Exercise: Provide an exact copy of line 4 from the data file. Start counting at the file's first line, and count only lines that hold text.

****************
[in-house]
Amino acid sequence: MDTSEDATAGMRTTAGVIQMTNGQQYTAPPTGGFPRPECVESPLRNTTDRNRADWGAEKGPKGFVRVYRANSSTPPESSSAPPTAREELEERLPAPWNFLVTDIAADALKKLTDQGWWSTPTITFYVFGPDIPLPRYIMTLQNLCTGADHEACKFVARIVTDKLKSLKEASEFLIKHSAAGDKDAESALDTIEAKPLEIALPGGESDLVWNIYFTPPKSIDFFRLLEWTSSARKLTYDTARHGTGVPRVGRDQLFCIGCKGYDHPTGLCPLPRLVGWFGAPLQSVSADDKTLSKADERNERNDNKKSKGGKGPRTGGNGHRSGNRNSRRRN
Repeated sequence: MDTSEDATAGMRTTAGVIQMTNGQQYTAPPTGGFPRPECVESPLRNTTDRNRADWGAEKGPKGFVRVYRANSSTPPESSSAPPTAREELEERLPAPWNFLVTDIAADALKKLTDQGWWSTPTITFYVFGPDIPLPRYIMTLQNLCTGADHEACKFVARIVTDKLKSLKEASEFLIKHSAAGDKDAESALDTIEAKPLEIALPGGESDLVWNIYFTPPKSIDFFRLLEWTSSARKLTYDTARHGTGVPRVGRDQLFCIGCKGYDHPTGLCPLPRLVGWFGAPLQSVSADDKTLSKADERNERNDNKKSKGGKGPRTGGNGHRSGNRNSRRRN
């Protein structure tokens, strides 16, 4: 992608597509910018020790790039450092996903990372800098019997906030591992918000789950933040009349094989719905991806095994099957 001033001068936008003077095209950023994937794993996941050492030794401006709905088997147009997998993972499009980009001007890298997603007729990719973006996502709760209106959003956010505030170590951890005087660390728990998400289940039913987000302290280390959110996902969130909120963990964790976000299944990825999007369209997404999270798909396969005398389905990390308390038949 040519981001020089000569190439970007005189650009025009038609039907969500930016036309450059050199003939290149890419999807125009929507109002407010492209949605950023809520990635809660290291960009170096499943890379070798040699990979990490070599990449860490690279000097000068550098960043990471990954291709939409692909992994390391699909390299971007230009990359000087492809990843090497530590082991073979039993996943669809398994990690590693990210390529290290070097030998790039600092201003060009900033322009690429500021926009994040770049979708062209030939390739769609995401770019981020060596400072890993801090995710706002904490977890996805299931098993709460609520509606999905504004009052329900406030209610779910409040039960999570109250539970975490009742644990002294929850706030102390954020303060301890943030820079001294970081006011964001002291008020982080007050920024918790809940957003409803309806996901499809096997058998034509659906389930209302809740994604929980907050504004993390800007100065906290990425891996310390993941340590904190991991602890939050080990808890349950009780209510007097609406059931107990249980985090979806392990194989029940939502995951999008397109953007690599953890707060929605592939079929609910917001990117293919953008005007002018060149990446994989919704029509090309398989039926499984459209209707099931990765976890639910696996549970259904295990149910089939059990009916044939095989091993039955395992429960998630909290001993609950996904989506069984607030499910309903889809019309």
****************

């Protein structure tokens, strides 16, 4: 992608597509910018020790790039450092996903990372800098019997906030591992918000789950933040009349094989719905991806095994099957 001033001068936008003077095209950023994937794993996941050492030794401006709905088997147009997998993972499009980009001007890298997603007729990719973006996502709760209106959003956010505030170590951890005087660390728990998400289940039913987000302290280390959110996902969130909120963990964790976000299944990825999007369209997404999270798909396969005398389905990390308390038949 040519981001020089000569190439970007005189650009025009038609039907969500930016036309450059050199003939290149890419999807125009929507109002407010492209949605950023809520990635809660290291960009170096499943890379070798040699990979990490070599990449860490690279000097000068550098960043990471990954291709939409692909992994390391699909390299971007230009990359000087492809990843090497530590082991073979039993996943669809398994990690590693990210390529290290070097030998790039600092201003060009900033322009690429500021926009994040770049979708062209030939390739769609995401770019981020060596400072890993801090995710706002904490977890996805299931098993709460609520509606999905504004009052329900406030209610779910409040039960999570109250539970975490009742644990002294929850706030102390954020303060301890943030820079001294970081006011964001002291008020982080007050920024918790809940957003409803309806996901499809096997058998034509659906389930209302809740994604929980907050504004993390800007100065906290990425891996310390993941340590904190991991602890939050080990808890349950009780209510007097609406059931107990249980985090979806392990194989029940939502995951999008397109953007690599953890707060929605592939079929609910917001990117293919953008005007002018060149990446994989919704029509090309398989039926499984459209209707099931990765976890639910696996549970259904295990149910089939059990009916044939095989091993039955395992429960998630909290001993609950996904989506069984607030499910309903889809019309």